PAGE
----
To The End of Hell is the testimony of Denise Affonço who survived the genocide in Cambodia. In the book, she talks about being forcibly removed from the city to the country, her forced labour and the separation from her son. She writes movingly about the murder of her friends and relatives and about her survival. Denise wrote her testimony immediately following her liberation in 1979, it was not been published in English until 2007.
About the author
Denise Affonço was born and brought up in Phnom Penh. Her mother was Vietnamese and her father French. When Pol Pot’s Khmer Rouge seized power in Cambodia in 1975, Denise, her husband and two children were forced into labour camps in the countryside. Her husband was taken away and was never seen again. Denise’s daughter Jeannie died of starvation in the camp. Freed by Vietnamese troops in 1979, Denise was encouraged to write her testimony. Today, Denise lives in Paris with her son and her new family and she tells her story to young people across the world.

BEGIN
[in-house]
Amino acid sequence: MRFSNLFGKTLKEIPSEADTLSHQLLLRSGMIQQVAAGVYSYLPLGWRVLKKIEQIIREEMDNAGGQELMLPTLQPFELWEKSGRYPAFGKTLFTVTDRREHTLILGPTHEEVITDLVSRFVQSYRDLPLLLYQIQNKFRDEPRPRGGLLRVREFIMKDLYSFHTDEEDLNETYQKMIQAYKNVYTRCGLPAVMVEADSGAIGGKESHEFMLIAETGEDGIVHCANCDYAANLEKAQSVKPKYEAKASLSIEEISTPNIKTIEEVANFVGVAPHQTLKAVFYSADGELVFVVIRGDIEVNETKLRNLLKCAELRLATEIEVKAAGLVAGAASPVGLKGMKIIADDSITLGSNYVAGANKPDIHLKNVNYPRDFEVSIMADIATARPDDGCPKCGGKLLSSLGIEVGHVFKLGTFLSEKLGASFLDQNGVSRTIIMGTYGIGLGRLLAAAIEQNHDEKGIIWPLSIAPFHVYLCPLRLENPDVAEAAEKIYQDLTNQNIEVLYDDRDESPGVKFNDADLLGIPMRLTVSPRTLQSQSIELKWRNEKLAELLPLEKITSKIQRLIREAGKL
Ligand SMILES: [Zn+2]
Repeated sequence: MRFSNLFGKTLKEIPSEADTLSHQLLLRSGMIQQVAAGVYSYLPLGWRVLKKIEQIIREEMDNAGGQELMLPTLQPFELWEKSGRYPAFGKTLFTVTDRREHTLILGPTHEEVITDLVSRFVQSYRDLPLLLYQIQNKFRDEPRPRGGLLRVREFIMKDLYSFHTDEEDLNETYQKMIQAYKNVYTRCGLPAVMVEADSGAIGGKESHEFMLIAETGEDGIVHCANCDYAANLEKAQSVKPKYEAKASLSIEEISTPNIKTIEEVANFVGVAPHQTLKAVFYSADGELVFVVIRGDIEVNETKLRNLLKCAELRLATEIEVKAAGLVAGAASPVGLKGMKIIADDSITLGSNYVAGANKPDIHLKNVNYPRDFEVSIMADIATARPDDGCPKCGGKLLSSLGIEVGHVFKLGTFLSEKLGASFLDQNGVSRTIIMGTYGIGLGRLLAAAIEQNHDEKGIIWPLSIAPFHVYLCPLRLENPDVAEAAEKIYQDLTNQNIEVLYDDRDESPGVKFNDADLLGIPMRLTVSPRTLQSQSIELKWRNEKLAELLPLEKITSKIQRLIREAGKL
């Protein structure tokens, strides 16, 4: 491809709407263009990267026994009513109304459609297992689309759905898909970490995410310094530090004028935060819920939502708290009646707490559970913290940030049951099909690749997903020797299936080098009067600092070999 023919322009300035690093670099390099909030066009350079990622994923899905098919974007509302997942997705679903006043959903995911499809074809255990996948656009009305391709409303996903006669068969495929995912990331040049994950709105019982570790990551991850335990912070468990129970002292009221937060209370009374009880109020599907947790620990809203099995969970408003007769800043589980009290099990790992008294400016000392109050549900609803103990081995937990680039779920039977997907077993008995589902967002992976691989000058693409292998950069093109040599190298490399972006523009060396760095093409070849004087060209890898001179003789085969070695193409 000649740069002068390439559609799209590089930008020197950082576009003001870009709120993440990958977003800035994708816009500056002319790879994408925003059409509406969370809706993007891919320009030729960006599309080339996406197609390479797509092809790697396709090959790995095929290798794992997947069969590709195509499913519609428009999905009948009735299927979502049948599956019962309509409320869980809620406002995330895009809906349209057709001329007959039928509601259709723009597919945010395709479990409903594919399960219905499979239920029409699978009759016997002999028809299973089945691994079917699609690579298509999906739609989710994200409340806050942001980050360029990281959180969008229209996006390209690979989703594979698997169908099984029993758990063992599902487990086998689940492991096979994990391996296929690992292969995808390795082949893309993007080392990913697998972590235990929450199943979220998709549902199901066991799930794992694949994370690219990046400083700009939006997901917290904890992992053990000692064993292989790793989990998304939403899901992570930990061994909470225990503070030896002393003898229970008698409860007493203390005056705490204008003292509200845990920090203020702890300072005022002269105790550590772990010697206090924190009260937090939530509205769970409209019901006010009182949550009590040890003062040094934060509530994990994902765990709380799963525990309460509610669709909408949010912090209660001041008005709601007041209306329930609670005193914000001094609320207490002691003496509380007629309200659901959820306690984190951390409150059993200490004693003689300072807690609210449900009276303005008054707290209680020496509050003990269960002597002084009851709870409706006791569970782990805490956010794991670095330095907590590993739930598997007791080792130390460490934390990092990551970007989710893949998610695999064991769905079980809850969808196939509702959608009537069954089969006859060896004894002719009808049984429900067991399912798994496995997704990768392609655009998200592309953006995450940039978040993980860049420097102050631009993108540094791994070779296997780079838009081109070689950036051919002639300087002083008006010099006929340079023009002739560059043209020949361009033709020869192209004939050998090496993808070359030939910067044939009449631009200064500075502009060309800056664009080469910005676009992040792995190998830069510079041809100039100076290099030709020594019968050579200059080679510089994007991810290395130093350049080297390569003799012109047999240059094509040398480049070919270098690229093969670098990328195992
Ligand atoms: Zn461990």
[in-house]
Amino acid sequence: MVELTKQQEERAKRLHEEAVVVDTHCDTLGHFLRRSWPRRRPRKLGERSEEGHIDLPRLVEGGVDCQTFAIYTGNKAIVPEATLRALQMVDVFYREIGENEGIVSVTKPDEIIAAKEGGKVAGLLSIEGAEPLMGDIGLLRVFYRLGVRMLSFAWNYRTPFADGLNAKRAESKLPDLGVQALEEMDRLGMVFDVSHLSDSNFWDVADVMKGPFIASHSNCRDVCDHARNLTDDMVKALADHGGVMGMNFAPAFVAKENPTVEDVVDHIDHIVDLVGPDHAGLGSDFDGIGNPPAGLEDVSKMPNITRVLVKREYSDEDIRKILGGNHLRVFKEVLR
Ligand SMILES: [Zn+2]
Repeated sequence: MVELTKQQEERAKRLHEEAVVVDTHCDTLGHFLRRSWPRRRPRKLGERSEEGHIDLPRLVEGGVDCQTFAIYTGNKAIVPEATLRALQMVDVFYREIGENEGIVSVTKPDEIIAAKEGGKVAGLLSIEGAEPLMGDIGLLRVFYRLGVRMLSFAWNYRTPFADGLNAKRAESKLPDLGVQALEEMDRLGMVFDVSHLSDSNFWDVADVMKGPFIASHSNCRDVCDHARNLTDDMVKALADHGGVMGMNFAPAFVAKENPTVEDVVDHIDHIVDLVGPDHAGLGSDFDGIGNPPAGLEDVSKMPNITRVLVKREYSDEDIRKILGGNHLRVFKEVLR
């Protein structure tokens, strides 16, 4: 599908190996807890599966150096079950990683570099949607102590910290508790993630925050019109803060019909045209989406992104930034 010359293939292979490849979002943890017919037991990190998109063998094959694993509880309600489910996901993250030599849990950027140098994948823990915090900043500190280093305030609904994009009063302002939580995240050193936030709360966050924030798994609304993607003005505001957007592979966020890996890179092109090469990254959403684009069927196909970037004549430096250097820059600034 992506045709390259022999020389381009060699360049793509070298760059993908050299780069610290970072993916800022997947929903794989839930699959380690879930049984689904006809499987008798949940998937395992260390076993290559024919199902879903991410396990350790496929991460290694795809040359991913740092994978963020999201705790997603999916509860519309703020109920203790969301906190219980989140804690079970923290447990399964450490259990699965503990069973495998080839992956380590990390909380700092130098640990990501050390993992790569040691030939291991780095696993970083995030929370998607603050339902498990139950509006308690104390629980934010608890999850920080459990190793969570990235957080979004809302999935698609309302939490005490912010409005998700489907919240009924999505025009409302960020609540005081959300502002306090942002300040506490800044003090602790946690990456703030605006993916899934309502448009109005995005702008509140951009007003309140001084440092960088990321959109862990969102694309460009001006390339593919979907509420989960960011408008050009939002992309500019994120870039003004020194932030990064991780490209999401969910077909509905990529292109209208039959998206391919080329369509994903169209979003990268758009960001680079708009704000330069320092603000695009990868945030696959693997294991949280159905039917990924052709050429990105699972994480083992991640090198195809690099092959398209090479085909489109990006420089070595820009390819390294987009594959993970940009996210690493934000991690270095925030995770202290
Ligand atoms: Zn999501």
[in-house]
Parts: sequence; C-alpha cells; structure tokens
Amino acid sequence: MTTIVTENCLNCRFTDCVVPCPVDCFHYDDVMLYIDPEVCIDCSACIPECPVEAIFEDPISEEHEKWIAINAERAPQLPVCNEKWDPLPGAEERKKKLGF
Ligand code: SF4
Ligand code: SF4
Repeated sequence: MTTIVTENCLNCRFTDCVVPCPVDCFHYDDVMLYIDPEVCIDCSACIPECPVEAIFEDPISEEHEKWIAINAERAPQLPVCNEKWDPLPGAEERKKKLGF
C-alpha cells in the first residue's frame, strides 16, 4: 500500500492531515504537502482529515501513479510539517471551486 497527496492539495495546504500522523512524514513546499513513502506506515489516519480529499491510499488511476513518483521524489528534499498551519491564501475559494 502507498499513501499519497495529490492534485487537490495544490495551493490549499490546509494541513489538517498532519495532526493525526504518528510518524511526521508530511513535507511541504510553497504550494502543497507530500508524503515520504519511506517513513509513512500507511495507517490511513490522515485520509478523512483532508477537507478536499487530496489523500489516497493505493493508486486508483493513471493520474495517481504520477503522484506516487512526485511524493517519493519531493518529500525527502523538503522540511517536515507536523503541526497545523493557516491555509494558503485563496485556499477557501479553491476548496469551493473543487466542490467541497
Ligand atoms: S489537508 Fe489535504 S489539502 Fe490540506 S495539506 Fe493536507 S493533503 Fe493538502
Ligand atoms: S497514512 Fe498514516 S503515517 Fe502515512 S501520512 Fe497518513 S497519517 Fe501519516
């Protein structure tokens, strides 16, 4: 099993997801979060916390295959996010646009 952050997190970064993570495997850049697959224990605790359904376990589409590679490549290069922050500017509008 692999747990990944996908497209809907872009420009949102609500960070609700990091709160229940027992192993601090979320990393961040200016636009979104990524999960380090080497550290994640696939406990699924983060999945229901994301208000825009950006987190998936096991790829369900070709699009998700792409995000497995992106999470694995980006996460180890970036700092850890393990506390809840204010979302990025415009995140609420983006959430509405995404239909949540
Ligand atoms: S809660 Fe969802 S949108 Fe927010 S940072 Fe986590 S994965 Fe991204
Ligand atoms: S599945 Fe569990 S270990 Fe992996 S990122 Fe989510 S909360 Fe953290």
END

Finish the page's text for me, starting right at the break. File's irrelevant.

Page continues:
Please note that some of these questions will act as spoilers for the book.
1. why does Denise refer to her husband as an ‘armchair communist’?
2. why is it important for Denise to learn the Khmer language?
3. why were the children separated from their parents?
4. Denise attributes her survival to the care she received from Vietnamese soldiers.
5. What else can we say saved Denise?
6. what similarities can you find between Denise’s experience of the genocide in Cambodia, and Anita Lasker Wallfisch’s experience of the Holocaust?
7. do genocides have similarities?